THE revamp of Truro's Trafalgar Roundabout has cost taxpayers £1.2 million more than it should have, the West Briton can reveal.
Enlarging the roundabout to include a bus lane and traffic lights was meant to cost £2.25 million but the bill has now reached £3.43 million.
The development has been criticised for making traffic problems worse, with queues lengthening on all approaches.
The West Briton obtained the final cost for the 14-month project in a freedom of information request to Cornwall Council.
Told the figure, Rob Nolan, Cornwall Council member for Redannick, said: "That's shocking. We have terrible parking problems in Truro; people feel under siege in their own homes and I've asked for a solution based on yellow lines, residents' parking and lower car parking charges, but I'm told there's no money.
"Meanwhile millions of pounds are wasted on a scheme that kept residents awake at night while it was being built, has caused longer queues of traffic than we ever had and flooded at the first sign of rain."
Part of the increase in costs came from compensation paid by the council for hotel stays and triple-lined curtains for neighbouring residents.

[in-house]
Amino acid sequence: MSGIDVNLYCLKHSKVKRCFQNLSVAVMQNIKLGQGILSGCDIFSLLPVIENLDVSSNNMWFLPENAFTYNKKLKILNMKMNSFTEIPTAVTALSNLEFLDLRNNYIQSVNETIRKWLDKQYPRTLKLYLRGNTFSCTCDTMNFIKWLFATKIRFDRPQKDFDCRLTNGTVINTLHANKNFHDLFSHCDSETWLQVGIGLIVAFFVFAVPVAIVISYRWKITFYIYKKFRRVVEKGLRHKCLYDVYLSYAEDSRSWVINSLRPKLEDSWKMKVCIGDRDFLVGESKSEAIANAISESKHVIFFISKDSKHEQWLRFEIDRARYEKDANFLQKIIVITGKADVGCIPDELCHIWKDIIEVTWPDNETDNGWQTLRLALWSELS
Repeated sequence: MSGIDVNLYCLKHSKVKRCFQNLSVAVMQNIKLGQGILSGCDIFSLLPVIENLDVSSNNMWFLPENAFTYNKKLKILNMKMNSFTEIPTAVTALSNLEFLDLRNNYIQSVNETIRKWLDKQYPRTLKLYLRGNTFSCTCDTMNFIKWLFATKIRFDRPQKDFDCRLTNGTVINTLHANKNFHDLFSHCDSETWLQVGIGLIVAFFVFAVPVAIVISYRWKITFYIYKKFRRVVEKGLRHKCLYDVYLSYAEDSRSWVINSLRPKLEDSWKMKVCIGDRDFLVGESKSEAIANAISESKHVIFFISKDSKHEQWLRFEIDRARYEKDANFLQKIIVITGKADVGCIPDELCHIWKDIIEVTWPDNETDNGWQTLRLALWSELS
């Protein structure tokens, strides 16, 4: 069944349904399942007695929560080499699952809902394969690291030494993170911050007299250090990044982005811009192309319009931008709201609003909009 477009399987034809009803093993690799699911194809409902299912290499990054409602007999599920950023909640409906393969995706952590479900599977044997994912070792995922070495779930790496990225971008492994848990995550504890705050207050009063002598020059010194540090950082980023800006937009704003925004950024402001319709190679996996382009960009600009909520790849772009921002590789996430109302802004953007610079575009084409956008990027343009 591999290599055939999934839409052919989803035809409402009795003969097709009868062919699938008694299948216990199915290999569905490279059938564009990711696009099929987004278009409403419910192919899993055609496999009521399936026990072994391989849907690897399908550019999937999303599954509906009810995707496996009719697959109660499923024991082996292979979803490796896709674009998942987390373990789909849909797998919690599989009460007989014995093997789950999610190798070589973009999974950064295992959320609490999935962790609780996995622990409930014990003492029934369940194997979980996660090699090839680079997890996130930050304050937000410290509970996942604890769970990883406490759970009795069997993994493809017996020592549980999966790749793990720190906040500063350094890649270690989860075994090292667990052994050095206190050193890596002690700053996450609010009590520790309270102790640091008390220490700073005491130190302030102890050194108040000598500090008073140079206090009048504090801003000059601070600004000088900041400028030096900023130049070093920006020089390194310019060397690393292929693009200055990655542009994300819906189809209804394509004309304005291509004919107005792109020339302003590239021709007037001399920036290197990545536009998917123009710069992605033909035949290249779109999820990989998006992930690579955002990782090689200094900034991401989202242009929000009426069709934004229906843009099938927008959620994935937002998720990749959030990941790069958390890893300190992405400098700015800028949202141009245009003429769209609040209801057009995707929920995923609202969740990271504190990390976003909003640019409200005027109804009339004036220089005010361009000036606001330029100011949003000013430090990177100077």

Mr Nolan said: "The people responsible should never be let near a traffic scheme in Cornwall again."
The scheme has been introduced ahead of creation of the new park-and-ride at the top of Tregolls Road as part of the Waitrose development.
Kel Pritchard, who lives at Trafalgar Row, facing the roundabout, said: "The cost is quite frankly ridiculous.
"The traffic build-up is far worse than before with queues stretching further back and I've also noticed an increase in the tooting of horns."
Tim Wood, the council's assistant head of transport, said the roundabout carried more than 40,000 vehicles a day, with a network of pipes and cables beneath.
Although the council originally gave the £2.25 million figure, he said, the budget was now £2.53 million, which included £279,000 for diverting and replacing ageing pipelines for gas and water companies.
Mr Wood said the difference of 36 per cent was "due to the additional complexity and need for more temporary traffic management in lane closures and for pedestrian access over open trenches.
"Diverting the services for the utility companies involved significant lane closures to enable contractors to carry out pipe-laying without causing a risk to the travelling public.
"The nature of this work resulted in open trenches for long periods in the existing footways that required the installation, moving and dismantling of boardwalks necessary to maintain public access."
He added that steel plates were needed to cover open road crossings, and that doing work mainly at night to minimise disruption avoided daytime road closures which "would have cost the local economy around £80,000 each day."